How to maximise your holiday letting income

Despite Britain making clear strides with its vaccination rollout, foreign travel still looks set to remain somewhat uncertain this year.

Many Brits are expected to opt for a staycation over a holiday abroad, mirroring the staycation boom that we all got to enjoy last summer.

Because of this, those with a second home or money to invest are increasingly viewing holiday letting as an attractive property investment to consider.

According to Sykes Holiday Cottages, new owner enquiries were up 80% when travel resumed last summer as property investors looked to take advantage of the rise in staycations, and there are already signs of new investors starting to prepare for the year ahead.

Whether it’s your sole income, a second job, or simply done for the enjoyment, the rewards of running a holiday cottage can be considerable. So, for those looking to learn all, there is to know about the market and wanting to understand how best to maximise returns, we spoke to Bev Dumbleton, Chief Operating Officer at Sykes Holiday Cottages, to get her top tips.

1. Calculate any costs

First things first, start by assessing your financial situation before you chose to invest. This will help you determine how much money you have to kick-start your new project.

If your property is going to need some work done to it before you can start letting it out, then think about how much this will cost you realistically, on top of what you’ve paid for it.

Then you will need to factor in costs like bills, cleaning and changeovers, maintenance, repairs and any mortgage repayments, if applicable. Take these costs out of your revenue to ensure you understand what your profits will be both in the short and long term.

Seeking expert advice from a letting agent at this stage will help you estimate costs properly and plan your finances.

2. Think about your location

Whether you already own a second home, or you’re looking to buy, it’s important to consider where your holiday let will be based as this will impact the income you can generate.

The actual location of your property is going to play the greatest role. According to Sykes data, the Peak District takes the top spot as the highest-earning region for holiday lettings in the UK, with a four-bed cottage generating £27,000 a year. This compares to the UK average of £21,000 a year.

If your property is close to local attractions or amenities, such as beaches or historical sights, this will likely draw visitors to book a stay and pay more. For example, Sykes data shows that coastal properties can earn on average 7% more thanks to their location.

It’s also important to think about how accessible your holiday home is, including how much parking is available, and whether there are good transport links in the area.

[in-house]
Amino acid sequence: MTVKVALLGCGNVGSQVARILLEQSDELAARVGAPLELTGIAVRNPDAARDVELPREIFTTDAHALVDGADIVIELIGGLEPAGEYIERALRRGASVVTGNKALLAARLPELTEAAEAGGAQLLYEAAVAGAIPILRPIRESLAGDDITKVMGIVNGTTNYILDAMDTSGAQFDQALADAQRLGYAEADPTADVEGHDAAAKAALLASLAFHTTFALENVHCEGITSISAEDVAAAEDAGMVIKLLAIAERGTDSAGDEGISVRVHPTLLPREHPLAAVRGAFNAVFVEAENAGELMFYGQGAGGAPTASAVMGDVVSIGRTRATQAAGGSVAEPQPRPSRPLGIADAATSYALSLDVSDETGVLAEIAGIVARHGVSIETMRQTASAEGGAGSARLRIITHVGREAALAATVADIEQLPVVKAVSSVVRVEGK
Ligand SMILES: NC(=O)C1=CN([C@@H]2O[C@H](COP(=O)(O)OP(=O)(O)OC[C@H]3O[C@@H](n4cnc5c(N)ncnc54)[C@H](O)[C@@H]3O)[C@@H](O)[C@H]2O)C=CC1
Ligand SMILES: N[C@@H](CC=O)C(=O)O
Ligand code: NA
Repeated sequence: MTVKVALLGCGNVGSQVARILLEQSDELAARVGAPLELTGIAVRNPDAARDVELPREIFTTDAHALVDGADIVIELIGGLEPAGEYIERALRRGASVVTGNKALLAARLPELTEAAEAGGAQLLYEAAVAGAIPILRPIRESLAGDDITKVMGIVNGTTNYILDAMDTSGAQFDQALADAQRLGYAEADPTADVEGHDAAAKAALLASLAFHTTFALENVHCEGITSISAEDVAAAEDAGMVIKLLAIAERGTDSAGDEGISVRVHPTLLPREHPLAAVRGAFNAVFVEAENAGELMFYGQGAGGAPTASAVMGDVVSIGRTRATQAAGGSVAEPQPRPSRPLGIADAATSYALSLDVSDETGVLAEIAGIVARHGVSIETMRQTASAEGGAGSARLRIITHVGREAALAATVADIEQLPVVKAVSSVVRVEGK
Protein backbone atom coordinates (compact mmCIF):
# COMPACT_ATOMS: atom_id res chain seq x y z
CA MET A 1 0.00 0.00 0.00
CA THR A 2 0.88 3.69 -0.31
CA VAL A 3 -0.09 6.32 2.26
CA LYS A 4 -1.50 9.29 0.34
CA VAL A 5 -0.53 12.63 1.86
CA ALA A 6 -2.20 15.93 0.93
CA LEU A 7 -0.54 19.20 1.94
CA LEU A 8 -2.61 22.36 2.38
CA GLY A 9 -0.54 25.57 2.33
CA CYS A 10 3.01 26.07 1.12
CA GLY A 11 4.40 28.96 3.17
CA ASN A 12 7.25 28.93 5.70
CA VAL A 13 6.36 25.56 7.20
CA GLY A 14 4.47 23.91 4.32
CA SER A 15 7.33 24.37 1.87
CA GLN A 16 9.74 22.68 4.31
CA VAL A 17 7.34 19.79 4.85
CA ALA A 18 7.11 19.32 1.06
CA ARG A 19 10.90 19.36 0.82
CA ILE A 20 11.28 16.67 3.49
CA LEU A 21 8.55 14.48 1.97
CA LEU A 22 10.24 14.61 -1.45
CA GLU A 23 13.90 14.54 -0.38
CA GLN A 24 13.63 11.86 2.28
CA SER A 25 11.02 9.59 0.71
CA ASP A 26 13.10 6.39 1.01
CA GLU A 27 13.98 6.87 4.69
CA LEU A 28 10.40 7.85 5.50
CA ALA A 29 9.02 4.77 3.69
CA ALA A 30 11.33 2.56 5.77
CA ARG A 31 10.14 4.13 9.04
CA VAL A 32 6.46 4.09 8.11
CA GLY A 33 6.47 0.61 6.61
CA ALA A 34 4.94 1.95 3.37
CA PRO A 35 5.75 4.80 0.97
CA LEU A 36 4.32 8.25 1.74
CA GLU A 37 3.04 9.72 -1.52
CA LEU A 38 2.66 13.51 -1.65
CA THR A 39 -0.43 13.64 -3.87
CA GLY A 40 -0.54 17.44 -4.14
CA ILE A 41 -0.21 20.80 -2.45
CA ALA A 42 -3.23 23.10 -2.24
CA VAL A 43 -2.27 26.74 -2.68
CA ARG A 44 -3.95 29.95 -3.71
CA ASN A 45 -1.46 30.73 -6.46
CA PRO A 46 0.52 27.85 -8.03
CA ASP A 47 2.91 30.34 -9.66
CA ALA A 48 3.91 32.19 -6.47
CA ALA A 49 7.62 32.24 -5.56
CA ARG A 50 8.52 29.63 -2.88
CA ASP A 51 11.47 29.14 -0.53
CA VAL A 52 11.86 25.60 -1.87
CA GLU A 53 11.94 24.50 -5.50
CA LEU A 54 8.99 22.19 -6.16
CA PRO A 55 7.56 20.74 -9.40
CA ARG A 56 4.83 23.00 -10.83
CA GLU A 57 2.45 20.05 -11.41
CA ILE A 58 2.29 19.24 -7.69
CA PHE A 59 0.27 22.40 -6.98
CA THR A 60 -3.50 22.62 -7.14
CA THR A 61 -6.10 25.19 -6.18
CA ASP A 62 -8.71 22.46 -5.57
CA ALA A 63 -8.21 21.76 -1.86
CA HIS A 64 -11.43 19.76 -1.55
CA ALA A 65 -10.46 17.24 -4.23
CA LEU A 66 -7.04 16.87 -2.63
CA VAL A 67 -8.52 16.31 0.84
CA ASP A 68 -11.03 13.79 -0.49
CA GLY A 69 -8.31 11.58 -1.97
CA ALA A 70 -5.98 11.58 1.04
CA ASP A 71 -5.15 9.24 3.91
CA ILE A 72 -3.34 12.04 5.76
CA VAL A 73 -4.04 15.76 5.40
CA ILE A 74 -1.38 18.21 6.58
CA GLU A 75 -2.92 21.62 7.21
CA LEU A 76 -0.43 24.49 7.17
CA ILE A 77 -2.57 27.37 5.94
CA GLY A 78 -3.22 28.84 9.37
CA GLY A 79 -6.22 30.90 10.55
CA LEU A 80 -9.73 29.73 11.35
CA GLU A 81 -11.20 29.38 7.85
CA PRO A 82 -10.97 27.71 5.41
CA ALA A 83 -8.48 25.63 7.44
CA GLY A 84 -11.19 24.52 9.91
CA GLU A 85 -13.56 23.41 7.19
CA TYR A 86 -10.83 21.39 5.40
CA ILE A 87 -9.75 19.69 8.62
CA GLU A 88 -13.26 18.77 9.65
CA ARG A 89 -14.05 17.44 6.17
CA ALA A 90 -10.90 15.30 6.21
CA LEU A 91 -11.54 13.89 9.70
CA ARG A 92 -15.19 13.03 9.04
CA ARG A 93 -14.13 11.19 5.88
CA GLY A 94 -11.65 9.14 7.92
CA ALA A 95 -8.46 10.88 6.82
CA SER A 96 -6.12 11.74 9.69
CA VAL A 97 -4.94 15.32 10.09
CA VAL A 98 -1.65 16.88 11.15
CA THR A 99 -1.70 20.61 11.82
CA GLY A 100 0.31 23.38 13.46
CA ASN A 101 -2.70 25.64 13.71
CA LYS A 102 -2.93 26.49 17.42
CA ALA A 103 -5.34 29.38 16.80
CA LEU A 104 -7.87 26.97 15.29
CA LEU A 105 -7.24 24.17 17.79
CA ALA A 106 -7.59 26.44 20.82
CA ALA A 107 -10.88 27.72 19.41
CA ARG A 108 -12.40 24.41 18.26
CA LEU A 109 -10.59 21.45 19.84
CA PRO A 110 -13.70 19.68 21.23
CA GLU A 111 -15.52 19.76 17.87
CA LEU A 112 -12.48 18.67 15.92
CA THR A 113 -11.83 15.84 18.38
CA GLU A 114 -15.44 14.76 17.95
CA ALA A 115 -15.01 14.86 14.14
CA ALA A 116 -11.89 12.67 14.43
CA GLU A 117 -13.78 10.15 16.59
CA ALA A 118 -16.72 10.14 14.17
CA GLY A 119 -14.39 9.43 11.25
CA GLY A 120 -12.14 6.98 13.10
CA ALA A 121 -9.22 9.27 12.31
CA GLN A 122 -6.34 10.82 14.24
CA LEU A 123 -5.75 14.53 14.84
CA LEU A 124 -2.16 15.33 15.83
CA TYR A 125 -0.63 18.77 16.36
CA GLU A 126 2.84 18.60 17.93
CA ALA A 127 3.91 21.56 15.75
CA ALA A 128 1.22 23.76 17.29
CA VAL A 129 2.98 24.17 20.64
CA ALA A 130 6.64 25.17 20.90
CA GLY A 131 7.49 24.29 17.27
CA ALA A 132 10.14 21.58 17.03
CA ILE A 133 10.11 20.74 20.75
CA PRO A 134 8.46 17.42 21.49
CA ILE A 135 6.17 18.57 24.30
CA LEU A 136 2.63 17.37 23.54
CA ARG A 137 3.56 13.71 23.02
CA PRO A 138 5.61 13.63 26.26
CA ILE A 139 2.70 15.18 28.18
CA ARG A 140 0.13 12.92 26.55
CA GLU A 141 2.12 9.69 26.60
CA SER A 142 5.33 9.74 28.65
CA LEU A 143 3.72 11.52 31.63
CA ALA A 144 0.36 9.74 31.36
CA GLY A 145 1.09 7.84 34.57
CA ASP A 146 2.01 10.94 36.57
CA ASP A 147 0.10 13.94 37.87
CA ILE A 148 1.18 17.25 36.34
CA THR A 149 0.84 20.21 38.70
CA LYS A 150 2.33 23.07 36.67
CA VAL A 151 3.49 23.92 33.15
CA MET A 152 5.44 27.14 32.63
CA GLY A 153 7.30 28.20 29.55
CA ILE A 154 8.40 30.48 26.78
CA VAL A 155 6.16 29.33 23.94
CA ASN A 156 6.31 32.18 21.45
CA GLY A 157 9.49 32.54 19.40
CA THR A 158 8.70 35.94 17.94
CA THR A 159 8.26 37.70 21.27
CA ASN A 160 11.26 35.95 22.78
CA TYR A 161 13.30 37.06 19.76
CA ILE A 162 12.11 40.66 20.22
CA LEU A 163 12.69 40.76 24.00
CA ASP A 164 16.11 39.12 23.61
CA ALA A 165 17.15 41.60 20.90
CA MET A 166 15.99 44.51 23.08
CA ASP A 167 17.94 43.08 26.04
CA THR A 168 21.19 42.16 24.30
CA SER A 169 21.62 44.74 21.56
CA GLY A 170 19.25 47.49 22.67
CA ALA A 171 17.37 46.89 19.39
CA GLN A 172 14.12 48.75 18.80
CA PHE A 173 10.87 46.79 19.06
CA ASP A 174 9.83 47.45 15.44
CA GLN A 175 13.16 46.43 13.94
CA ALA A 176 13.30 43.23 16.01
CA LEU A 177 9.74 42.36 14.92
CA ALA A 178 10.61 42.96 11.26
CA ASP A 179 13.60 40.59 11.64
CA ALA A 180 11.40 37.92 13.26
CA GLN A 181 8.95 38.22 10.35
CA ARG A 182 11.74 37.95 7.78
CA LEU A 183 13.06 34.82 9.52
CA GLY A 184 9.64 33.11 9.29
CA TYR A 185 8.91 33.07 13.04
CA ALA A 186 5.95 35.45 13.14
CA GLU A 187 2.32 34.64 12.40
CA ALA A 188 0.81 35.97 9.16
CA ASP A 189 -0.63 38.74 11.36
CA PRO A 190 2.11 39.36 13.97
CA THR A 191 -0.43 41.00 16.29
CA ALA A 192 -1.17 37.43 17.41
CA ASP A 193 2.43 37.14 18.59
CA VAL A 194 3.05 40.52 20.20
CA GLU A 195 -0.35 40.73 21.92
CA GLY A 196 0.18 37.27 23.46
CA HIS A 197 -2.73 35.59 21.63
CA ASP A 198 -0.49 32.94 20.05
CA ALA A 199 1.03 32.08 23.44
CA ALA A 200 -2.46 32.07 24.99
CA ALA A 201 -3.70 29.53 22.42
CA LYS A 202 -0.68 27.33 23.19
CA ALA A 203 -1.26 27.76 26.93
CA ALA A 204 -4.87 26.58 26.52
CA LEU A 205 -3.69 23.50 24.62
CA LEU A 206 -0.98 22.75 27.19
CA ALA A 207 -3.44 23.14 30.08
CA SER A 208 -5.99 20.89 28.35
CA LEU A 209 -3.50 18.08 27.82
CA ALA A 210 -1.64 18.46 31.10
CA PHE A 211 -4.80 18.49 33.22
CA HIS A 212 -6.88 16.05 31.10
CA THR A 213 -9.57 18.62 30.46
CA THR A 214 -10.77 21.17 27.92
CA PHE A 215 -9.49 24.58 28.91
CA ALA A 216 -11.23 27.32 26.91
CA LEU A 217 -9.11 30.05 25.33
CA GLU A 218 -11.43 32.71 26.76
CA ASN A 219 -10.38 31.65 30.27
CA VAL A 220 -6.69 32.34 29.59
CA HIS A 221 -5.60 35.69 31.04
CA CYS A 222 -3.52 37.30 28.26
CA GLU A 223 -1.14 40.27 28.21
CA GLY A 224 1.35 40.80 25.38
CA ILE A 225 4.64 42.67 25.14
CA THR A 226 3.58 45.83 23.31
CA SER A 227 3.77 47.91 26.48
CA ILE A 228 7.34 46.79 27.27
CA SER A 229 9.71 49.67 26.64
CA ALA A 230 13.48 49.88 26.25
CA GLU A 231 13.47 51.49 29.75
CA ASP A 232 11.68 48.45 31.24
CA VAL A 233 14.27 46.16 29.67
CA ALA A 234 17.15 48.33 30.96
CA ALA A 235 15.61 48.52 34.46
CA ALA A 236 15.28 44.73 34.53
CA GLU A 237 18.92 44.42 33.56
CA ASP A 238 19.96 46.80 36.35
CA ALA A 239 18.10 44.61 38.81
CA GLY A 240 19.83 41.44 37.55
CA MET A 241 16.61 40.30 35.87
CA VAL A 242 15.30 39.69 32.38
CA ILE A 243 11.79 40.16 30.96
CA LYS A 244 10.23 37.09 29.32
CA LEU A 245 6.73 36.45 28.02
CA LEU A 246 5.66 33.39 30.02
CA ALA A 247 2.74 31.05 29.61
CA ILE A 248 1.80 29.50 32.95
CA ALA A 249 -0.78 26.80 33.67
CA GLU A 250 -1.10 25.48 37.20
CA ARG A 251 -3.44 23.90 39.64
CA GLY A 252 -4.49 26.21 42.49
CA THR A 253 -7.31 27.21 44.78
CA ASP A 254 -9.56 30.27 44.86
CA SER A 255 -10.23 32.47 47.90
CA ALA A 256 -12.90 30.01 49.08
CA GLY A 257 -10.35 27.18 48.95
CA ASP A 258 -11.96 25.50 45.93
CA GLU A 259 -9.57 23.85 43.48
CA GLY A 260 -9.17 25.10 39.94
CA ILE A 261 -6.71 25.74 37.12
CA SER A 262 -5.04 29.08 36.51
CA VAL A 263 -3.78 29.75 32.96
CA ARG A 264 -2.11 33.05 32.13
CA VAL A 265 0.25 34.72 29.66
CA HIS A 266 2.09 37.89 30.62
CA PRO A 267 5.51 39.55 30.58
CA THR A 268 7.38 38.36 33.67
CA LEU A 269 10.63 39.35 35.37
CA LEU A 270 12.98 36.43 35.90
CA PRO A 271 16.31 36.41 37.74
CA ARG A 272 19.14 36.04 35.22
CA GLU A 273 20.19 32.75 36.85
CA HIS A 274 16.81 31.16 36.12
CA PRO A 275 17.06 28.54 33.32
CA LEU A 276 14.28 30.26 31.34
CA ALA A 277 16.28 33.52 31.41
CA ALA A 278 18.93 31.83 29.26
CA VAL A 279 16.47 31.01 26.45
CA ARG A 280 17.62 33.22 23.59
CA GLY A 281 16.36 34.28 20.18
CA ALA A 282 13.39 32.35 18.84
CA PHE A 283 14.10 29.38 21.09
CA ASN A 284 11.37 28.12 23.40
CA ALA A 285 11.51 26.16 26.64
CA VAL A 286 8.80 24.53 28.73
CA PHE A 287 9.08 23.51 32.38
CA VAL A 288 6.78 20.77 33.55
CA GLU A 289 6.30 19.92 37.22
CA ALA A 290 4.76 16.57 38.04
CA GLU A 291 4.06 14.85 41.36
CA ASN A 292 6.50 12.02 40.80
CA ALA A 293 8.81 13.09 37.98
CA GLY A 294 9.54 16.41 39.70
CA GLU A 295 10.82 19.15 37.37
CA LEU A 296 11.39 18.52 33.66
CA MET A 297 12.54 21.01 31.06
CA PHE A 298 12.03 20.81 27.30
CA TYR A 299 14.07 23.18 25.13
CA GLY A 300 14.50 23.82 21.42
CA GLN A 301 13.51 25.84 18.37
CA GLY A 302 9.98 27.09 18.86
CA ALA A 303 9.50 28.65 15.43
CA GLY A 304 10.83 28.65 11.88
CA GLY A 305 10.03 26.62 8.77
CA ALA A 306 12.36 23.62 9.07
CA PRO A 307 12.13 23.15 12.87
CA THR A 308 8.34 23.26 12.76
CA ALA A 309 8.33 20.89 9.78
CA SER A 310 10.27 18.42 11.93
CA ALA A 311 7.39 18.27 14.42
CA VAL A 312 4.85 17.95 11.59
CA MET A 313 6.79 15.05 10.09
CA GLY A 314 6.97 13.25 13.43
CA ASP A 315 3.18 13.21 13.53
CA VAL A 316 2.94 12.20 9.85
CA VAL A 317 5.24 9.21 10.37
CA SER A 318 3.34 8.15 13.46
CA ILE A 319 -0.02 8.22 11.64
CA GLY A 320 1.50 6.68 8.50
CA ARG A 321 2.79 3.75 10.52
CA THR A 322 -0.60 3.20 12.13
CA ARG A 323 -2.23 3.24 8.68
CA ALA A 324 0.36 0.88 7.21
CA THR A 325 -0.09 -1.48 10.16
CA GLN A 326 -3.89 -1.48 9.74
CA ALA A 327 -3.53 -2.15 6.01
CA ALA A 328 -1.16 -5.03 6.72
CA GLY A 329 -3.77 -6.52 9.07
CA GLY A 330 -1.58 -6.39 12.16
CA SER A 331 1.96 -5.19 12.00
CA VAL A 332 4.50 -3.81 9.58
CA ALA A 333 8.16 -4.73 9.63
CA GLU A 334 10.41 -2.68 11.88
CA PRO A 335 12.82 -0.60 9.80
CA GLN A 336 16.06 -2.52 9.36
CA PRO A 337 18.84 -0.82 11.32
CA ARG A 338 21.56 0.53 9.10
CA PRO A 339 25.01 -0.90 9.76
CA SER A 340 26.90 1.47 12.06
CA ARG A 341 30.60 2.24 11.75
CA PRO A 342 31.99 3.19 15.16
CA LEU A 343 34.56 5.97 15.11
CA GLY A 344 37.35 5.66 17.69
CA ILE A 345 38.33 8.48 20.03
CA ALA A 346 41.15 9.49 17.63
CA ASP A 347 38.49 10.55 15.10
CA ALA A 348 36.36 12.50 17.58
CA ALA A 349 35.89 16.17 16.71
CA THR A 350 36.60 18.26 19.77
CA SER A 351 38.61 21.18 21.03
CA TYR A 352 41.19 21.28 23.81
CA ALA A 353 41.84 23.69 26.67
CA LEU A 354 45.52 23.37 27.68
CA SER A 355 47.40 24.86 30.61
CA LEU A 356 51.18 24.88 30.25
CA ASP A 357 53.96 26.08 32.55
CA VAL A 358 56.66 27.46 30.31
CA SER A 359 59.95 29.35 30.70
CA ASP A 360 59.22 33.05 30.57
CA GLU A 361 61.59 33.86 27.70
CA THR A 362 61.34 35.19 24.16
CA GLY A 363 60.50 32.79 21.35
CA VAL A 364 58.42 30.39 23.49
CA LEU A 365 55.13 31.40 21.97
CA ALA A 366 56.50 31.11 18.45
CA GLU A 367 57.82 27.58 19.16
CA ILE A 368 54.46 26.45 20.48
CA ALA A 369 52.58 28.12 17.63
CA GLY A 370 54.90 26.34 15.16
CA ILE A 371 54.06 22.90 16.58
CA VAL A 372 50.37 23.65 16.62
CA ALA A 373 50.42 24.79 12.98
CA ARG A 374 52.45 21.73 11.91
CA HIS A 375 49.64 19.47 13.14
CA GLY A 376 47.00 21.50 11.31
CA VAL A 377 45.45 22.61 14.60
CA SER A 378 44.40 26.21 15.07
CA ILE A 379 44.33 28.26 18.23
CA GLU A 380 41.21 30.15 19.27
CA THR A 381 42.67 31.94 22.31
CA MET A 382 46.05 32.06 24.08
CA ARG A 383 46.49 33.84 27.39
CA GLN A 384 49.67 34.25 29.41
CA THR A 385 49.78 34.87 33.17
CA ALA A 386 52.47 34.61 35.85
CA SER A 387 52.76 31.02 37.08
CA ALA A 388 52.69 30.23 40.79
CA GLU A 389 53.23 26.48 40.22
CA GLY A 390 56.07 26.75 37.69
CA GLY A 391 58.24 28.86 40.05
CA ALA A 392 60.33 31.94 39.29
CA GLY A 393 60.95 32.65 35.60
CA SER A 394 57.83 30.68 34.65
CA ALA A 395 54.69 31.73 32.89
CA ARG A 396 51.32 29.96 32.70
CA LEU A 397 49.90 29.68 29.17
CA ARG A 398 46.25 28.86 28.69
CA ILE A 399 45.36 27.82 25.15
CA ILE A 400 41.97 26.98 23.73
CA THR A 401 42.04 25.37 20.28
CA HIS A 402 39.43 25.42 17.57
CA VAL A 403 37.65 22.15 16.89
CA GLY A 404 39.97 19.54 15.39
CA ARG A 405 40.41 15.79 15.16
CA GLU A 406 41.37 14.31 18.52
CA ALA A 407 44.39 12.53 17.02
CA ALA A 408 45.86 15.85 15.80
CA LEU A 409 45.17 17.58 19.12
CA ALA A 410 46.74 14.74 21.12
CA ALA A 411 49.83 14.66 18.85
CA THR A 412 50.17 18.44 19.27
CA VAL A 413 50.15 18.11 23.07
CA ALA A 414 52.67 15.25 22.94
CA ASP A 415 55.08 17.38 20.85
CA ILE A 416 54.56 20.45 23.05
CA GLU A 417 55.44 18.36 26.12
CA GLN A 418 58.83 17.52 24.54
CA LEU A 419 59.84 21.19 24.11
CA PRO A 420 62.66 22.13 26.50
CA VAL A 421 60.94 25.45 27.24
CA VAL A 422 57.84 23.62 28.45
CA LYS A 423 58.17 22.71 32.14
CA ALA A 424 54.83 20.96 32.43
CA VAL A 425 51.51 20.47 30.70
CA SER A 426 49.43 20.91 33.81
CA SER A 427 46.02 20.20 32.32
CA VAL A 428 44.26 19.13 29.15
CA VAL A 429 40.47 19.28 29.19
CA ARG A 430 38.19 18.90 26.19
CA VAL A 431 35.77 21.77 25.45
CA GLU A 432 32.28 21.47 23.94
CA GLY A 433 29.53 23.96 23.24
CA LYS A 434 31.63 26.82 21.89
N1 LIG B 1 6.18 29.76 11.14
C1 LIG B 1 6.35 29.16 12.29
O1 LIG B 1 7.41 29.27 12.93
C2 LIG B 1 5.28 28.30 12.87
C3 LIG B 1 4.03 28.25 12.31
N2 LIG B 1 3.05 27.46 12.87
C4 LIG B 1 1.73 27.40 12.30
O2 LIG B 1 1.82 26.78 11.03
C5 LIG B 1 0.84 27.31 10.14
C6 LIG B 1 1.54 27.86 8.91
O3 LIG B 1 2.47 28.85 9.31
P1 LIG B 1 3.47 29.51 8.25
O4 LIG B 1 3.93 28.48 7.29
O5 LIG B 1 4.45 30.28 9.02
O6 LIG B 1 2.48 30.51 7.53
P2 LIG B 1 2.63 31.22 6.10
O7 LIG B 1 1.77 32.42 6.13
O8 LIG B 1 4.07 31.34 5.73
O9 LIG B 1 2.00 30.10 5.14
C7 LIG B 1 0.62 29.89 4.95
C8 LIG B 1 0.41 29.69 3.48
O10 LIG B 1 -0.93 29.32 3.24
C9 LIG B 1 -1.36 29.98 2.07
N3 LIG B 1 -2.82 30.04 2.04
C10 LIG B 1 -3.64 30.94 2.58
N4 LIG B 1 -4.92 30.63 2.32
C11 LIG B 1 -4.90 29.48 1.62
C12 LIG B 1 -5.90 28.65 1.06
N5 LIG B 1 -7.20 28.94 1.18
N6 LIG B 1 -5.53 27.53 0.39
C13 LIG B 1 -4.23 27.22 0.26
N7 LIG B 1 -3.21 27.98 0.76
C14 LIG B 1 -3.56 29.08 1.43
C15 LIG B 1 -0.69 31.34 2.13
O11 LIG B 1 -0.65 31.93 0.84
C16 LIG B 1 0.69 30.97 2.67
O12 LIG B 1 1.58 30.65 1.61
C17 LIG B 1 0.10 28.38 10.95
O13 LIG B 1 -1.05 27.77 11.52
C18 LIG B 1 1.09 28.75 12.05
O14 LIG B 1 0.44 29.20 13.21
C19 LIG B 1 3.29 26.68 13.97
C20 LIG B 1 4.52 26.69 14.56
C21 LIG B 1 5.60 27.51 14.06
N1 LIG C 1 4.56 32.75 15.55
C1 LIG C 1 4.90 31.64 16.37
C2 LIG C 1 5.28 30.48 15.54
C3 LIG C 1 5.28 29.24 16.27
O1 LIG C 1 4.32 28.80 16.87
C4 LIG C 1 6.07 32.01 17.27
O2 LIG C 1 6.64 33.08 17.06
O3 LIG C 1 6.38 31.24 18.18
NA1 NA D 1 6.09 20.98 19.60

3. Money well spent

Giving some thought to who your target visitors will be will help you furnish and add appropriate finishing details to your holiday let.

You want it to feel homely, but also be as practical as possible. If you’re appealing to large families, make sure there are a range of bed sizes and enough chairs around the dinner table, and keep it cosy if you want to attract couples for a romantic getaway.

Spending a bit of extra money on high quality, endurable furniture will save you money in the long run, as this has to withstand use by many different guests. Also, think about how easy your furnishings are to clean as you will want to make this job as easy as possible – especially if you will be doing this yourself. Leather sofas, for example, are much easier to maintain than fabric.

Ensuring your guests have a great stay will encourage good reviews, recommendations and repeat customers – all of which will boost your profits.

4. Set your sights on year-round bookings

Making sure your property has year-round appeal will help to boost your income, and there are easy ways to do this.

For example, you can maximise revenue by allowing guests to book shorter breaks. This is especially true for over autumn and winter when people want to escape for long weekends. According to Sykes, owners welcoming shorter breaks can earn 30% more each year by doing so.

There are also many property features that drive off-peak bookings, including hot tubs, open fires and wood burners. In fact, holiday lets with a hot tub earn 50% more, on average, than those that do not.

If you have any features that will attract bookings year-round, it’s important to highlight them in photographs and descriptions of your property.

5. Marketing your property

You should contact a letting agency for useful help and advice, whatever stage of the journey you’re at.

It is, however, most useful to approach them from the outset to make use of their support from the very beginning, not just when you’re ready to start letting.

They’ll be able to advise on everything from the features to prioritise and how to price your holiday let, through to taking the perfect images to market the property online.

When it does come to taking bookings, using an agency like Sykes Holiday Cottages will give you access to invaluable marketing support, including adverting your property across 500 other websites.

As well as using an agency, you should also consider using the power of social media. This will allow guests to leave you a review and any photos of their stay that they wish to share.